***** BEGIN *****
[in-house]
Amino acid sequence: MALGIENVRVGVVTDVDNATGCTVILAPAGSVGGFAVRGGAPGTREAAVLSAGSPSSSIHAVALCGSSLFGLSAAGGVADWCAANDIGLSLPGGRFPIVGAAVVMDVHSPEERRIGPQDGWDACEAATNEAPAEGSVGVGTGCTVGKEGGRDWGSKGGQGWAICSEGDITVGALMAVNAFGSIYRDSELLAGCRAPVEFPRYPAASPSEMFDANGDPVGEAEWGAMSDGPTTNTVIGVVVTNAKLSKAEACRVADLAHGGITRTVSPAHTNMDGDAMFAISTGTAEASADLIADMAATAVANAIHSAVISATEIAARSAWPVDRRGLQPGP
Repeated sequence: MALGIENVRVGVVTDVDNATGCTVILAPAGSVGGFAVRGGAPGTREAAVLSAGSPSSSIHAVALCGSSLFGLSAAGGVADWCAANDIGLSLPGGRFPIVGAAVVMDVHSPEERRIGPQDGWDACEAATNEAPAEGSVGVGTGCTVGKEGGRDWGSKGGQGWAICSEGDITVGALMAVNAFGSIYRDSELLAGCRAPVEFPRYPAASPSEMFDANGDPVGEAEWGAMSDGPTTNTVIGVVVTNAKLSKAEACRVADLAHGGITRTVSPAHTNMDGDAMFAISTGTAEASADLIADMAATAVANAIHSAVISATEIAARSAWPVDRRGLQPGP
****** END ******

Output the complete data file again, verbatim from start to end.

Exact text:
[in-house]
Amino acid sequence: MALGIENVRVGVVTDVDNATGCTVILAPAGSVGGFAVRGGAPGTREAAVLSAGSPSSSIHAVALCGSSLFGLSAAGGVADWCAANDIGLSLPGGRFPIVGAAVVMDVHSPEERRIGPQDGWDACEAATNEAPAEGSVGVGTGCTVGKEGGRDWGSKGGQGWAICSEGDITVGALMAVNAFGSIYRDSELLAGCRAPVEFPRYPAASPSEMFDANGDPVGEAEWGAMSDGPTTNTVIGVVVTNAKLSKAEACRVADLAHGGITRTVSPAHTNMDGDAMFAISTGTAEASADLIADMAATAVANAIHSAVISATEIAARSAWPVDRRGLQPGP
Repeated sequence: MALGIENVRVGVVTDVDNATGCTVILAPAGSVGGFAVRGGAPGTREAAVLSAGSPSSSIHAVALCGSSLFGLSAAGGVADWCAANDIGLSLPGGRFPIVGAAVVMDVHSPEERRIGPQDGWDACEAATNEAPAEGSVGVGTGCTVGKEGGRDWGSKGGQGWAICSEGDITVGALMAVNAFGSIYRDSELLAGCRAPVEFPRYPAASPSEMFDANGDPVGEAEWGAMSDGPTTNTVIGVVVTNAKLSKAEACRVADLAHGGITRTVSPAHTNMDGDAMFAISTGTAEASADLIADMAATAVANAIHSAVISATEIAARSAWPVDRRGLQPGP